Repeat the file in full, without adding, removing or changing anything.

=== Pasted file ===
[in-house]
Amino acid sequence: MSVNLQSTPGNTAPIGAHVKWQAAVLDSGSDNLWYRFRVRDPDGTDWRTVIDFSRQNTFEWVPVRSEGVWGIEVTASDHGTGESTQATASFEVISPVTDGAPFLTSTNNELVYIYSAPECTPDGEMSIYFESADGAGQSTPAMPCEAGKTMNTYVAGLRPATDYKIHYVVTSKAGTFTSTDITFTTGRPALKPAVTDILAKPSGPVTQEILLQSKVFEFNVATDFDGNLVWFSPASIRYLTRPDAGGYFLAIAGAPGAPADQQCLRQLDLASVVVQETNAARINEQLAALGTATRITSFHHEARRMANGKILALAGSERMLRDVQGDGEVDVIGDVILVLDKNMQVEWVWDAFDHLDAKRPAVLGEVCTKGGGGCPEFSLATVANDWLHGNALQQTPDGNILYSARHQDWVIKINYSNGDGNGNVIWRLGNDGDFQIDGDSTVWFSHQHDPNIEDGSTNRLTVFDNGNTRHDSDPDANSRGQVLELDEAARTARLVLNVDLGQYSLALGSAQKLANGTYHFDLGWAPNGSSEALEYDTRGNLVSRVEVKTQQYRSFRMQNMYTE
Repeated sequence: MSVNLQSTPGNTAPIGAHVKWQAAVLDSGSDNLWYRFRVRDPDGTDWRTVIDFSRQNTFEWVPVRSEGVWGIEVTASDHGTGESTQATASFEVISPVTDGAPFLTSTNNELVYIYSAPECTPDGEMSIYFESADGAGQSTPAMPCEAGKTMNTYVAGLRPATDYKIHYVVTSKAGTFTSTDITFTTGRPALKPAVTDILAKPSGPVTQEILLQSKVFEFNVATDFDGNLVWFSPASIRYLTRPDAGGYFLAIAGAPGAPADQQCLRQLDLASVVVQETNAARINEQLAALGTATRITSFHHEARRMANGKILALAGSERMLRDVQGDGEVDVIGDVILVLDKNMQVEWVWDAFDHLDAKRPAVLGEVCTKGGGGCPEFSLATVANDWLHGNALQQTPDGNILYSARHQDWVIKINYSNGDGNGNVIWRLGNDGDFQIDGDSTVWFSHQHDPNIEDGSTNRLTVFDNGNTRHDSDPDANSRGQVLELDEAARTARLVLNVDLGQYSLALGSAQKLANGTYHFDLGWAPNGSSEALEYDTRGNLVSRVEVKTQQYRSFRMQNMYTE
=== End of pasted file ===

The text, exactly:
[in-house]
Amino acid sequence: MSVNLQSTPGNTAPIGAHVKWQAAVLDSGSDNLWYRFRVRDPDGTDWRTVIDFSRQNTFEWVPVRSEGVWGIEVTASDHGTGESTQATASFEVISPVTDGAPFLTSTNNELVYIYSAPECTPDGEMSIYFESADGAGQSTPAMPCEAGKTMNTYVAGLRPATDYKIHYVVTSKAGTFTSTDITFTTGRPALKPAVTDILAKPSGPVTQEILLQSKVFEFNVATDFDGNLVWFSPASIRYLTRPDAGGYFLAIAGAPGAPADQQCLRQLDLASVVVQETNAARINEQLAALGTATRITSFHHEARRMANGKILALAGSERMLRDVQGDGEVDVIGDVILVLDKNMQVEWVWDAFDHLDAKRPAVLGEVCTKGGGGCPEFSLATVANDWLHGNALQQTPDGNILYSARHQDWVIKINYSNGDGNGNVIWRLGNDGDFQIDGDSTVWFSHQHDPNIEDGSTNRLTVFDNGNTRHDSDPDANSRGQVLELDEAARTARLVLNVDLGQYSLALGSAQKLANGTYHFDLGWAPNGSSEALEYDTRGNLVSRVEVKTQQYRSFRMQNMYTE
Repeated sequence: MSVNLQSTPGNTAPIGAHVKWQAAVLDSGSDNLWYRFRVRDPDGTDWRTVIDFSRQNTFEWVPVRSEGVWGIEVTASDHGTGESTQATASFEVISPVTDGAPFLTSTNNELVYIYSAPECTPDGEMSIYFESADGAGQSTPAMPCEAGKTMNTYVAGLRPATDYKIHYVVTSKAGTFTSTDITFTTGRPALKPAVTDILAKPSGPVTQEILLQSKVFEFNVATDFDGNLVWFSPASIRYLTRPDAGGYFLAIAGAPGAPADQQCLRQLDLASVVVQETNAARINEQLAALGTATRITSFHHEARRMANGKILALAGSERMLRDVQGDGEVDVIGDVILVLDKNMQVEWVWDAFDHLDAKRPAVLGEVCTKGGGGCPEFSLATVANDWLHGNALQQTPDGNILYSARHQDWVIKINYSNGDGNGNVIWRLGNDGDFQIDGDSTVWFSHQHDPNIEDGSTNRLTVFDNGNTRHDSDPDANSRGQVLELDEAARTARLVLNVDLGQYSLALGSAQKLANGTYHFDLGWAPNGSSEALEYDTRGNLVSRVEVKTQQYRSFRMQNMYTE